The interventionist case teaches you how not to risk your own skin. Nassim Nicholas Taleb explains the basis of this case for history by pointing out that it causes ethical as well as epistemological effects (which refer to knowledge).
According to the author in the book "Risking his own skin", interventionists do not learn because they do not suffer consequences for their mistakes:
"The risk transfer mechanism also impedes learning."
In this sense, for the Lebanese, it is not possible to fully convince someone that he is wrong and only reality is capable of provoking this effect. So, what matters for reality is survival.
The curse of modernity, in turn, is that most people are better at explaining than understanding and/or doing.
"There is no evolution without risking your own skin."
That way, people don't learn much from their own mistakes and those of others, but the system learns through elimination. That is, according to Nassim Nicholas Taleb, the system selects people who are less prone to a specific class of errors and eliminates others.
"Systems learn by eliminating parts, using the negative route."
Taleb teaches that risking your own skin is a necessity, but you can't let it go and apply it to everything in sight and in every detail, particularly when there are consequences.
In this sense, there is a difference between the interventionist who can cause irreparable damage and a harmless opinion. Anyway, "risking your own skin keeps human pride under control."
To cover part of the wisdom of human history and show that the rules were being refined along with civilization, the main quotes collected by the author of the book "Skin in the Game" are presented:
The famous Law of Talion comes from the Hammurabi's Code and can be read in the book of Exodus 21: 24:
"An eye for an eye, a tooth for a tooth."
It is a much more flexible metaphor than it seems at first, that is, you don't have to literally take someone's eye out. In this sense, this Code establishes "symmetries between people in a commercial transaction, so that no one can transfer hidden tail risks, or Bob Rubin-style risks".
"You will love your neighbor as yourself."
Nassim Nicholas Taleb states that this Law is found in the book of Leviticus 19, 18 and is fundamental to put the skin at risk in a dignified and consistent manner.
"In everything, do to others what you want them to do to you."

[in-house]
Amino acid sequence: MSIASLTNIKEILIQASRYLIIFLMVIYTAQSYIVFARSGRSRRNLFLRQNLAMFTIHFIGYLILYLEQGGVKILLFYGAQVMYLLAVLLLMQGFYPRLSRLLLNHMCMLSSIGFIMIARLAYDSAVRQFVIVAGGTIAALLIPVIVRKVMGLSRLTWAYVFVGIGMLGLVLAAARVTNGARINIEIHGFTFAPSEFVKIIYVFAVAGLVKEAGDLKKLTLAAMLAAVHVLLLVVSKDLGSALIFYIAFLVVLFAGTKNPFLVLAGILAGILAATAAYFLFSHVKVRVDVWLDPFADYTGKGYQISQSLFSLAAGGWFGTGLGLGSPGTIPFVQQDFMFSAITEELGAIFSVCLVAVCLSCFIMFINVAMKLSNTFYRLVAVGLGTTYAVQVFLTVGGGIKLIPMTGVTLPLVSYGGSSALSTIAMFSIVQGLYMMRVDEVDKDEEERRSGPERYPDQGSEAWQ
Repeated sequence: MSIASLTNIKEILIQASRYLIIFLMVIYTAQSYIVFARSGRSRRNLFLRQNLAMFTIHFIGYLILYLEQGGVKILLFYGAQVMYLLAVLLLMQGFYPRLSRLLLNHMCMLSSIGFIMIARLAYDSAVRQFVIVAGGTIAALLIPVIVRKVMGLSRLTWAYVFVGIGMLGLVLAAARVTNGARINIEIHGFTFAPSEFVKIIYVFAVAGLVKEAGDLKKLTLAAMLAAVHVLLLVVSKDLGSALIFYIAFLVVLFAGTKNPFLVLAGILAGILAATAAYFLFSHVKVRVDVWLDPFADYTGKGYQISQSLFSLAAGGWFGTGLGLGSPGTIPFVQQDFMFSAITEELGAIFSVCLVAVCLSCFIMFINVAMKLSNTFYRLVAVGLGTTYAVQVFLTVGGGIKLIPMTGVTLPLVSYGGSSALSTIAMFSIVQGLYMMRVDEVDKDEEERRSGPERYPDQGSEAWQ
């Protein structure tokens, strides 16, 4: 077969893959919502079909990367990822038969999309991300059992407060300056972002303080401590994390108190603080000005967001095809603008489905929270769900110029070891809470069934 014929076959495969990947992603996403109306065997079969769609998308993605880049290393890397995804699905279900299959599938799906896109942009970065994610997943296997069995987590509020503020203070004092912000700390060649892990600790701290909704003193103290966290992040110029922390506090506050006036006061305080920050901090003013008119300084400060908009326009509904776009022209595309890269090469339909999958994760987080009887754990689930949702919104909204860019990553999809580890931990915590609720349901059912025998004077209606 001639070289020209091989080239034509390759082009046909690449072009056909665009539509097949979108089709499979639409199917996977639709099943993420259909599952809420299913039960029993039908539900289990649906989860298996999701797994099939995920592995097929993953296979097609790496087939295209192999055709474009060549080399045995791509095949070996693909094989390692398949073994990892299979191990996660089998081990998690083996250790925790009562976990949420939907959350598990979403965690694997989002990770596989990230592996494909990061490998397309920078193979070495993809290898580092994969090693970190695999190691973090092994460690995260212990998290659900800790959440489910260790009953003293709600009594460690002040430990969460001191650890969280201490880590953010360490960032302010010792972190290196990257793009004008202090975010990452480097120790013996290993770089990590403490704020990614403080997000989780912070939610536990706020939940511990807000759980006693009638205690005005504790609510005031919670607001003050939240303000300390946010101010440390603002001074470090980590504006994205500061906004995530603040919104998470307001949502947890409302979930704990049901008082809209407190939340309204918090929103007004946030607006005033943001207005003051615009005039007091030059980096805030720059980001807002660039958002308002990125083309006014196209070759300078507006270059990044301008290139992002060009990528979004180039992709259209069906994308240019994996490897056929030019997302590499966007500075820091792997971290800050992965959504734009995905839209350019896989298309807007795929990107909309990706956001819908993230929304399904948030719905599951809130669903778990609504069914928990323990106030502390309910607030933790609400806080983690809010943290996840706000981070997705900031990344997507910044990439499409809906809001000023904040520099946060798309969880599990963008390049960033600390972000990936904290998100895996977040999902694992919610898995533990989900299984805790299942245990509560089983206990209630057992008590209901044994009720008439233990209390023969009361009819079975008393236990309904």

Based on this quote found in the Gospel according to Matthew 7.12, the author of the book "Skin in the Game" emphasizes that one should avoid listening to advice from someone who, in life, only gives advice and not something else. The exception to this rule, according to Nassim Nicholas Taleb, is that he suffers a penalty for these councils.
"Act only, according to such a maxim, that you may want at the same time that it becomes universal law."
For Taleb, analyzing this quote from Kant, 1785: 4: 421, "universal behavior is excellent on paper, but disastrous in practice." He argues that the micro works better than the macro and that it should focus on the immediate environment with the aid of practical and simple rules.
"Contact with the real world is made by risking your own skin."
In the real world, rationality is tied to survival in a very profound and measurable way. In fact, according to author Nassim Nicholas Taleb, "you can't separate anything from contact with the floor." That is, exposing yourself to the real world means paying for the good or bad consequences of your own actions.
In the book "Skin in the Game", the author says that experiences that cause wounds serve as a guide for learning and discovery. What the Greeks called "pathemata mathemata" is exactly this:
"Guide your learning through pain."
In other words, this is an organic signaling mechanism. Nassim Taleb says that mothers of young children have this mechanism. Thus, when a baby cries, for example, the mother develops interpretations for each type of crying, even discerning when the baby is hungry or wants to be held.
Nassim Nicholas Taleb says that there are "educated idiots", that is, they would be those semi-literate and labeled muggles. Therefore, the author lists its three flaws:
In the book, "Mastering the Complex Sale", Jeff Thull presents a manual that helps to create appropriate strategies for complex and high-risk sales. It also teaches you not only how to recruit customers, but the biggest secrets that marketing has ever known.
In the book "Do Mil ao Milhão", Thiago Nigro simplifies the concepts of investments and the financial market and makes everyone able to invest and get their first million from fixed income, considered safer, to variable income (with more exposure) risks).
Finally, with a very light writing, the book "Geração de Valor 1: Compartilhando Inspiração" by Flávio Augusto teaches you to think outside the box, believe in your own potential and achieve all your goals.
The book revolves around rationality and the test of time. In this sense, Nassim Nicholas Taleb presents some points to note: